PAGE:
Today I have the honour of addressing you as Chair of The Elders, the group of independent global leaders founded by Nelson Mandela a dozen years ago, who work for human rights and a sustainable future for all.
When Madiba first brought us together as Elders, he explained how our work should be governed by the African principle of “Ubuntu” - the sense that we are human only through the humanity of our fellow beings.
We will not overcome the key existential challenges facing our world today, from nuclear weapons to climate change, if we spurn cooperation. Nor when we assert that one particular nation is greater than another and should not be constrained beyond its self-interest.
What sort of world do we want to leave to our children and grandchildren? Is it one of walls and barbed-wire fences, where a privileged few live in comfort whilst the poor and marginalised face climate chaos, discrimination, persecution and violence?
Or is it one where the voices and talents of all members of society are heard and valued, where human rights are cherished and championed, and where decisions are made in the interest of the next hundred years and not the next news headline?
In fact, world leaders already answered this question when they signed up to the SDGs in 2015. This Forum is a crucial opportunity to strengthen this commitment, to mobilise further actions to accelerate implementation, and to insist that strategies to achieve the SDGs respect human rights and leave no-one behind.
Justice is the thread that runs through the each of the 17 SDGs. Without equal access to justice for all, at every level in society, we stand little chance of achieving the wider goals.
This is why, when I talk about climate change, I always talk about climate justice.
It is grotesquely unfair that the poorest and most vulnerable people on the planet, who have contributed the least to carbon emissions and other forms of environmental pollution, are paying the highest price as temperatures and sea waters rise.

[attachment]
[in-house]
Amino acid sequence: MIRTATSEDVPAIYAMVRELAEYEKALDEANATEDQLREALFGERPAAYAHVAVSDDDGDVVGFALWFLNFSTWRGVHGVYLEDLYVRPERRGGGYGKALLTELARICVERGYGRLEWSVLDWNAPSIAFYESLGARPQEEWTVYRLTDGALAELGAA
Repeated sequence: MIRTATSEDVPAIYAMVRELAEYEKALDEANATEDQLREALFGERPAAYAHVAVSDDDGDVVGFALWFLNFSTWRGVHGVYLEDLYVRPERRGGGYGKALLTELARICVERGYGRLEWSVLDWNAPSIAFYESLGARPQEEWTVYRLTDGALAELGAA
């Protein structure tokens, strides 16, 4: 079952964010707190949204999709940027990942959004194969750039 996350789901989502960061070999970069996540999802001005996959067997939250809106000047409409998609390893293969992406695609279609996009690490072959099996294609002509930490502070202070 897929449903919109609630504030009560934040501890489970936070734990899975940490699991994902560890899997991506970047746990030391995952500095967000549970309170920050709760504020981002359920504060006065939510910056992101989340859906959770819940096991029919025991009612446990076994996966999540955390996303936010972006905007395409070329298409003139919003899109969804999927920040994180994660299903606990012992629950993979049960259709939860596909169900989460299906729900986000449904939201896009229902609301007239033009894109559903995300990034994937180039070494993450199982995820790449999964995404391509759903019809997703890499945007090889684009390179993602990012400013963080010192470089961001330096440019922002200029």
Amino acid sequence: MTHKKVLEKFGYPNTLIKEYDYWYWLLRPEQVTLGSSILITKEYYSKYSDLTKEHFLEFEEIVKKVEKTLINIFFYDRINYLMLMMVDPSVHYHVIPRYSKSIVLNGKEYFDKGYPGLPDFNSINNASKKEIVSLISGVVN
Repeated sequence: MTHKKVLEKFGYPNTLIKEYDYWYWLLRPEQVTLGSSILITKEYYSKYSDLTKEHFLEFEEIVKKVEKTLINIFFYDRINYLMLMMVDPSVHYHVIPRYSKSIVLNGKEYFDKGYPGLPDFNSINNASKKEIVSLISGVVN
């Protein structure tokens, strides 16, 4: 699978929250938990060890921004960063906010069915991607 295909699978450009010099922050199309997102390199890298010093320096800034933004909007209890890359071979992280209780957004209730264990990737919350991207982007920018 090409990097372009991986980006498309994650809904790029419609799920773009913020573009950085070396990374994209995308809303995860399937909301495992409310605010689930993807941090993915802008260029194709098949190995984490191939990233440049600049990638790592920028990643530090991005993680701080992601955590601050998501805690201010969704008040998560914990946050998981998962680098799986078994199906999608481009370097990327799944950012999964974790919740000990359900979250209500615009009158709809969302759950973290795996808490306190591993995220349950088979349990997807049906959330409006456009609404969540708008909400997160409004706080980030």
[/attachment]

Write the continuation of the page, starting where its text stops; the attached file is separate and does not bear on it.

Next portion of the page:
Some small-island states in the Pacific will literally disappear unless the richer industrialised countries take much more radical and urgent action to keep temperature rises to 1.5 degrees, including a definitive and wholesale move away from fossil fuel use and extraction.
Failure to act will be a terrible stain on the world’s conscience, and will mean any future references to justice or common endeavour ring hollow for the millions impoverished and displaced by the climate catastrophe.
Injustice of course takes many forms, ranging from this global level to the everyday life of women and men and their interactions with each other and public and private institutions.
Too often, the justice systems that are supposed to prevent and resolve these problems cater for the few rather than the many.
This year, the Task Force on Justice, which is co-chaired by my fellow Elder, Pakistani Supreme Court Advocate Hina Jilani, together with the governments of the Netherlands, Sierra Leone and Argentina -- launched a report which estimates that 5.1 billion people lack meaningful access to justice.
This chasm between the haves and have-nots should shame us all.